“Who Needs Marriage?”
I was in Safeway last November, my young son perched in the front of my grocery cart as we waited in the checkout line. As I casually scanned the news rack, the usual sea of sensational tabloid headlines and glossy gossip rags touting the latest celebrity scandals, the cover of Time Magazine caught my eye: “Who Needs Marriage?” it asked, or rather, proclaimed.
Queers do, was my knee-jerk reaction. How easy it is to ruminate on the relevance of modern marriage when you’re straight and take the institution for granted, I fumed. When you’ve never been denied the basic right to marry your beloved. At closer look, I discovered that Belinda Luscombe’s Time article was, in fact, a thoughtful, well-researched (although hetero-normative) analysis of the changing institution. Nevertheless, the headline got my back up, as did Amy O’Brian’s series of columns that ran in the Vancouver Sun in the days leading up to my same-sex wedding, basically arguing that marriage is becoming an increasingly unnecessary institution.
If marriage has truly become unnecessary and insignificant, I asked myself at the time, then why are certain powerful factions still fighting so fiercely to ban same-sex marriage? That said, I recognize there are people in the queer community who would agree with O’Brian – who see marriage as an archaic, patriarchal institution and want no part in replicating or reinforcing it. The way I see it, queers should at least have the right to choose whether they want to get married or not – a choice that’s assumed a given in Luscombe and O’Brian’s hetero-takes on the subject.
Amanda and I met less than a year after the first same-sex marriages were performed here in BC. It was the first time either of us had been with a partner where marriage was an actual possibility. In the past, I’d often quipped that I was always the bridesmaid, never the bride. On three separate occasions, I’d squeezed myself into a froufrou gown and sported a ridiculous up-do to serve in the bridal party for one of my closest straight girlfriends. As honoured as I was to be there for these women on their special days, I always felt as though I was in drag. A queer interloper into this age-old rite of passage. While I wholeheartedly supported and celebrated the unions of my friends, I silently resented and grieved the fact that my own relationship with a life partner – should I ever be lucky enough to meet “The One” – would never be recognized in this way.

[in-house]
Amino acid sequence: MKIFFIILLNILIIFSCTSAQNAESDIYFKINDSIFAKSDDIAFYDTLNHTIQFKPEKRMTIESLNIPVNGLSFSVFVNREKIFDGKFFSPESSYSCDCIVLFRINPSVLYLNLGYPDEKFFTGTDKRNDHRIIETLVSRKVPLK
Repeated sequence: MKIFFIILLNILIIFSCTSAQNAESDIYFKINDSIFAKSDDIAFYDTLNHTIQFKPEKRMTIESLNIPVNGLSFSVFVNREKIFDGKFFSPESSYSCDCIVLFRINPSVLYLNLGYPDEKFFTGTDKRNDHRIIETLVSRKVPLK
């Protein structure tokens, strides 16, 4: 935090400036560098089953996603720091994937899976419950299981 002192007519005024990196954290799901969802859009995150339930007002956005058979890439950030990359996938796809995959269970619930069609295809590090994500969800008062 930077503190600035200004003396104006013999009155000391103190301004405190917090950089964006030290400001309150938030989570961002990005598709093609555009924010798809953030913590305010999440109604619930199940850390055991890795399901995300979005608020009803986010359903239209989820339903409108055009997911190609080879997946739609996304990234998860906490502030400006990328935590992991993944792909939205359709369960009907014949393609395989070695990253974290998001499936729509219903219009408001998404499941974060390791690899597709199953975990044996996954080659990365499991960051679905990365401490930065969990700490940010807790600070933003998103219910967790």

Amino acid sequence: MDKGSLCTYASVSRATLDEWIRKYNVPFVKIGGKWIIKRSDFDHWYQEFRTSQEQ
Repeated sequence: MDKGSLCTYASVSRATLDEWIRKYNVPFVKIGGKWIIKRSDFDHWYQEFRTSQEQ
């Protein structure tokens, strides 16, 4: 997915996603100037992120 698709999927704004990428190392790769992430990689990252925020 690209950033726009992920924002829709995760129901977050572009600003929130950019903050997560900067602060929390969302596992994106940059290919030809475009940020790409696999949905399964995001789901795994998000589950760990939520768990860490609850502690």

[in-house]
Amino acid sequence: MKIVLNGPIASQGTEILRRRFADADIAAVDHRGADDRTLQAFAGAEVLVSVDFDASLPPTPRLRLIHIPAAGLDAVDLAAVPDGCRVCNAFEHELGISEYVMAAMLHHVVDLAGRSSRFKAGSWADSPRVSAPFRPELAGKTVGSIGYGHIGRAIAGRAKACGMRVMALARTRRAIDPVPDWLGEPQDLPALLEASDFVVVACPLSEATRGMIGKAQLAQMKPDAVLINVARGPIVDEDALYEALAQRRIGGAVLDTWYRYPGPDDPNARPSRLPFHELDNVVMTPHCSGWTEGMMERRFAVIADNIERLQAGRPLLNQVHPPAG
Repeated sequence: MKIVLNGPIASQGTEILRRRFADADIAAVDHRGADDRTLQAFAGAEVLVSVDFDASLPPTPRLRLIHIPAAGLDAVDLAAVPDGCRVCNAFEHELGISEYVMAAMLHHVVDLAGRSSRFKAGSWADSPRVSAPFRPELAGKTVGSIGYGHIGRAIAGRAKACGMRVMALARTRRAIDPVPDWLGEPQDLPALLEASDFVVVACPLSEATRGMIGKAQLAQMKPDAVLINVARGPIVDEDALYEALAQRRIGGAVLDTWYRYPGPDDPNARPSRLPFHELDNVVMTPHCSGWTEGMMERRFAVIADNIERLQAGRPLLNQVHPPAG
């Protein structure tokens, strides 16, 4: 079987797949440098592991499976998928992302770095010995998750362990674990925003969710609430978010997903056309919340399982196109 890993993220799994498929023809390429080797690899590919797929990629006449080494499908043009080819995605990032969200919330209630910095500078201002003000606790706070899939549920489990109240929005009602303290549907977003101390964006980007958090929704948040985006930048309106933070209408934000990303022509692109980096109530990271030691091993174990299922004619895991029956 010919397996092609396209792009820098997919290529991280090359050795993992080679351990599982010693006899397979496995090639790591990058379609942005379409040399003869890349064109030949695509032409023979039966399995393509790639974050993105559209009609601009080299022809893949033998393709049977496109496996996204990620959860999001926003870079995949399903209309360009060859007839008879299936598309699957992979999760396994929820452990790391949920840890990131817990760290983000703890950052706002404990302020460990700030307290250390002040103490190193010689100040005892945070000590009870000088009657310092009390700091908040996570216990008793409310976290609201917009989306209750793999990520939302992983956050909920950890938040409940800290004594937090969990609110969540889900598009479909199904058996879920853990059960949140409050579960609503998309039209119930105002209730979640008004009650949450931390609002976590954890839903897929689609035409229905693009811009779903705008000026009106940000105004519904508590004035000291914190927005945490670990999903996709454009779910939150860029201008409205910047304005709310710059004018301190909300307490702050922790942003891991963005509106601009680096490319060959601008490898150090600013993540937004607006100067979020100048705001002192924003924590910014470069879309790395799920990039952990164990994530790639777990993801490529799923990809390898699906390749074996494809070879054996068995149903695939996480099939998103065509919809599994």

Even though I’ve had crushes on other girls since kindergarten, I grew up like most of my peers, assuming that one day I would get married. That’s what people did. I never had childhood bridal fantasies per se, but I was fascinated by my parents’ wedding photos and the 60s-era bridal dress my mom kept stored in a box at the back of her closet. When I first came out in my early twenties, I had to let go of any notions of marriage. The idea that same-sex unions could be legalized during my lifetime was unfathomable. I found myself inexplicably flooded with grief as I kissed goodbye some mainstream, hetero-, white-picket-fence image of marriage and family. An image that had never really fit, to begin with.